January can be a depressing month when you look out of the window and observe sad ragged plants and leaves, dead brown stems and all that bare soil. On mild days it’s tempting to get out there and start clearing and tidying the beds up but that would be a shame to do it too early. For an untidy garden is a loved garden by the birds, insects and other creatures. The debris from summer and autumn harbours food and shelter for many birds and creepy crawlies, places for them to hide in hollow stems and under dead leaves, also home to woodlice, snails and slugs and worms. All things that bring life and food to the soil too, keeping and maintaining a healthy garden.
We have two methods of gardening here on our patch of England. My husband grows bedding plants and vegetables in one part, I look after the back garden full of perennials and shrubs and annuals via the scattering of seeds. He pulls out everything from his main flower bed in the autumn, digs it over and leaves bare soil all winter for the rain and frost to work on in readiness for the new season.
I leave my part as it is, allowing everything die down naturally, letting most things rot where they fall. The one exception is clearing away the leaves from the hellebores in order to revive the plant and let light in on the flower shoots. Apart from a cutting back a few shrubs that if left unchecked would be damaged by the high winds we have here, and an early heavy pruning of the buddleia in October/November, everything else, be it the dead flower stems of the phlox, day lilies, whatever, is left. I’m a firm believer in letting Mother Nature do the work it does best and let it take its course. It knows what to do, and when. Leaving plants as they are protects the roots, helps keep the frost off from the bases of plants. When one considers in the natural environment, Mother Nature doesn’t go round pruning plants and sweeping away leaves, so why should I. Of course, if I do see anything that is diseased I will gather it up and dispose of (not onto the compost, I might add).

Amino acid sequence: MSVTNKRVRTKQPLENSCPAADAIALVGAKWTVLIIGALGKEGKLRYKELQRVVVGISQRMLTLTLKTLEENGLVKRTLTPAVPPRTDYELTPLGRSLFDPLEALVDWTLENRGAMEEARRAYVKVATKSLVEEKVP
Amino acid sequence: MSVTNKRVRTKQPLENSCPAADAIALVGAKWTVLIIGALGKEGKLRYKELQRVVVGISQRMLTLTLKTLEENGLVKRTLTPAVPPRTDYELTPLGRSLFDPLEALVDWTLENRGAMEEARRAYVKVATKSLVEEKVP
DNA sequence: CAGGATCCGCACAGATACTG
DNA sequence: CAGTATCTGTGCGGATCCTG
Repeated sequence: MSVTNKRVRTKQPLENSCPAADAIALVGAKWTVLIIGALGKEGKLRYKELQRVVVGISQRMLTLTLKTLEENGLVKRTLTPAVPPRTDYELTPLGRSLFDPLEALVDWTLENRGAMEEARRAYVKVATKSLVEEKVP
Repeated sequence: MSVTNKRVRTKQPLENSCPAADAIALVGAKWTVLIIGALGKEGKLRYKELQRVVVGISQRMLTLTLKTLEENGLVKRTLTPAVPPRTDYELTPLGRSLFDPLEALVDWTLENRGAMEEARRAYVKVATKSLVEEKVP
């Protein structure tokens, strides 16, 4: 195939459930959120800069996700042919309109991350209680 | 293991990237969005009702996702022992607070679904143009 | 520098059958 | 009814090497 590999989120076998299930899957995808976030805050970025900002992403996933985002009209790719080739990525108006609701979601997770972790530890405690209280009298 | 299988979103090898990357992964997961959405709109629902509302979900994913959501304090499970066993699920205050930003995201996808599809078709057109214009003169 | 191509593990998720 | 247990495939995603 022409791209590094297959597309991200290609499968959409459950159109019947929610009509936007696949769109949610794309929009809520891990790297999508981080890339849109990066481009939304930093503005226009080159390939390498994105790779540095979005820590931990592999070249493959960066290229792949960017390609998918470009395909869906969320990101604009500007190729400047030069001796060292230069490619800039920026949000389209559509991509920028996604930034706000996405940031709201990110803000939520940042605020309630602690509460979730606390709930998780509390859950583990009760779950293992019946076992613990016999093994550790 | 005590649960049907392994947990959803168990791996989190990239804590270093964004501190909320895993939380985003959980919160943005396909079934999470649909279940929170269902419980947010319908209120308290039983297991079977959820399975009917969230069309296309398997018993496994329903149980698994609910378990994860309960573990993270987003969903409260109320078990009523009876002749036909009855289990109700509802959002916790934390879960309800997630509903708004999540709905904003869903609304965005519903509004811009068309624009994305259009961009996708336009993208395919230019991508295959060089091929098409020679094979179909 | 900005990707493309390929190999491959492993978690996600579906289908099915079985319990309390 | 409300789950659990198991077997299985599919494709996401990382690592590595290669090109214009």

The garden may look untidy, but we’re not out there in winter, are we? We’re indoors in the warm, planning and ordering our seeds and plants. But that doesn’t mean there’s nothing to see outside. Right now the hellebores are coming into flower, one – the Christmas rose Helleborus Niger – having been in bloom constantly for 12 months!
The snowdrops are out, as are early crocus, especially those naturalised in the front lawn although these were a little late this year. Most years they are up and open on New Year’s Day! The daffodils are coming through. The wallflowers starting to bloom. Winter pansies and primulas nodding their pretty flowerheads in the wind. They survive the frosts and snow insulates them, not that we get much of that where we are located.
Even our camellia is in flower, with lots of buds to open, and has had several flowers on it since before Christmas.
All these are a sure sign the season is moving on. Yes, we still have weeks of Winter to endure, but dawn is breaking a little earlier each morning, the evenings lighter for longer every day, and before we know it Spring will be here. Then is the time to get busy tidying up, seeing what’s survived and what has succumbed, enjoying the thrill of finding plants poking through the soil. Time to cut back the clematis (I always do all mine regardless of variety in early Spring), cut back perennials that need doing, pruning and clipping where needed with the exception of the honeysuckles. I find the two I have flower on last year’s growth so if they are pruned in Spring, I get no flowers in the Summer.
Meanwhile, we enjoy a house full of flowering plants. Hyacinths that have been scenting the house over Christmas will be planted out in the garden where they delight us for years to come. Several Christmas/Holiday Cactus are dotted about the house. A beautiful scarlet amaryllis that has this year thrown up three tall flower stems. And of course, my lovely orchids which flower year on year. And, of course, It wouldn’t be our house without orchids in every room.
Until next time…